You can’t deny, we live in a butt-obsessed world. From Kim Kardashian to Pippa Middleton, every way you turn, it’s to get a better view of dat backside.
I thought the US had it bad, but when I moved to Jamaica, I realized it’s not just us. Big butts, or batty as they’re known here, pop out in tight dresses and leggings that many women in the US wouldn’t wear because they reveal more than desired. I wondered, though, if a beautiful batty was more important for Americans or Jamaicans. So, like any curious connoisseur, I took to the streets.
My methodology was simple: ask Americans and Jamaicans, “what does the ideal butt (or batty) look like to you?” The answers both challenged and confirmed my assumptions. Continue reading
“They had fallen into the habit of considering their universe to be boring—and their universe had duly fallen into line with their expectations.” The Art of Travel, Alain de Botton
Upon arrival in Jamaica, a fellow Peace Corps volunteer told us to “take time”, what I would soon treasure as Jamaica’s unofficial motto. For a flighty person like myself, this is both easy and hard- easy to be flexible because life is not a straight line, and hard to stay committed to never ending projects that require constant care. Even unwrapping the concept of taking time has taken time; I had to live through a summer as slow as molasses only to jump into a spring of activity once school (and a flurry of Peace Corps conferences, and the hurricane season) began.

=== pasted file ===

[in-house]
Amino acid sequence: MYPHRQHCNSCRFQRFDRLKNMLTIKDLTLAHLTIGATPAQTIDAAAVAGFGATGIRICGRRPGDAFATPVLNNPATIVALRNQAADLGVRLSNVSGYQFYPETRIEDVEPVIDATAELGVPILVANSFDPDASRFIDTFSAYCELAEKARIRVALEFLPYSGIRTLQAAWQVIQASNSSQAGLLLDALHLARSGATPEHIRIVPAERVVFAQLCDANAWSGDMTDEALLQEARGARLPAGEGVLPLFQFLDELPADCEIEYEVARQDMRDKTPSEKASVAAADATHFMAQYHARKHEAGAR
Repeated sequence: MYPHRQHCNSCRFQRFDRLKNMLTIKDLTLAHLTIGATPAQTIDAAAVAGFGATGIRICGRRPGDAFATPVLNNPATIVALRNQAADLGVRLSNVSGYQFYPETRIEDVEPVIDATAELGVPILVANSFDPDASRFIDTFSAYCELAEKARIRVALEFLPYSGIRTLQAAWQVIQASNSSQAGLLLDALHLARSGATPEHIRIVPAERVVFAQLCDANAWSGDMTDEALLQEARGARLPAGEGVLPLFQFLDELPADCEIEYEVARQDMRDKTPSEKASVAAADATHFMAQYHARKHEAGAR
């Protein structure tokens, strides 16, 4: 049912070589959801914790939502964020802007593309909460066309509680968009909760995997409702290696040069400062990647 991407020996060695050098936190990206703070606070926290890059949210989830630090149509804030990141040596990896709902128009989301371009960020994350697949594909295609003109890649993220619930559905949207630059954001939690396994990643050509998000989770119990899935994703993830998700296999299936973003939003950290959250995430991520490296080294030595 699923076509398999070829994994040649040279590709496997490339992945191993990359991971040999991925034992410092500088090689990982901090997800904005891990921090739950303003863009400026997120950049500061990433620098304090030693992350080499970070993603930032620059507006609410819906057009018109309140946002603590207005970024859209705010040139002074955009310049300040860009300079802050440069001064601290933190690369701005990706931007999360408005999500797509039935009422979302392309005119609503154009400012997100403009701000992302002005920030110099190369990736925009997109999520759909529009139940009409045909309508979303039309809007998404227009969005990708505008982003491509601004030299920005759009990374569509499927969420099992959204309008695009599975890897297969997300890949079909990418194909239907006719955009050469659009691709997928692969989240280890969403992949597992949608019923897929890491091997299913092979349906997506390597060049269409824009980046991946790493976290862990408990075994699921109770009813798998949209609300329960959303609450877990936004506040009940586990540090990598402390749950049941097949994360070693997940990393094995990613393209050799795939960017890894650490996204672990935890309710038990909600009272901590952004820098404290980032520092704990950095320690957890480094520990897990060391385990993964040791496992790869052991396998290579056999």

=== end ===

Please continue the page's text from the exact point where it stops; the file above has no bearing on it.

I packed these lessons up in my head, reminding myself not to get too upset after the 20th phone call to the man who could replace our lightning struck router. “Soon come” in Jamaica might not mean soon in a North American context, but whatever it is will happen at some point. Fittingly, each time I put finger to keyboard to write about time taking, I paused, unsure what to tap out.
This view is great!! No kidding 😛
“Beauty is in the eye of the beholder.”
“Beauty is fleeting.”
Red lips pouting at me from the mirror, highlighter catching the fluorescent light and making my cheekbones shimmer subtly, a highly arched eyebrow raised in scrutiny, I gave myself the once-over, attempting to leave no detail unnoticed.
Growing up in a world where beauty is often touted as the ultimate achievement, especially for women, I find it difficult not to care about what I look like, at least to a certain point.
Fortunately, there’s a different narrative.
Red-ripe Tomatoes…Guess who’s makin’ pizza Friday?!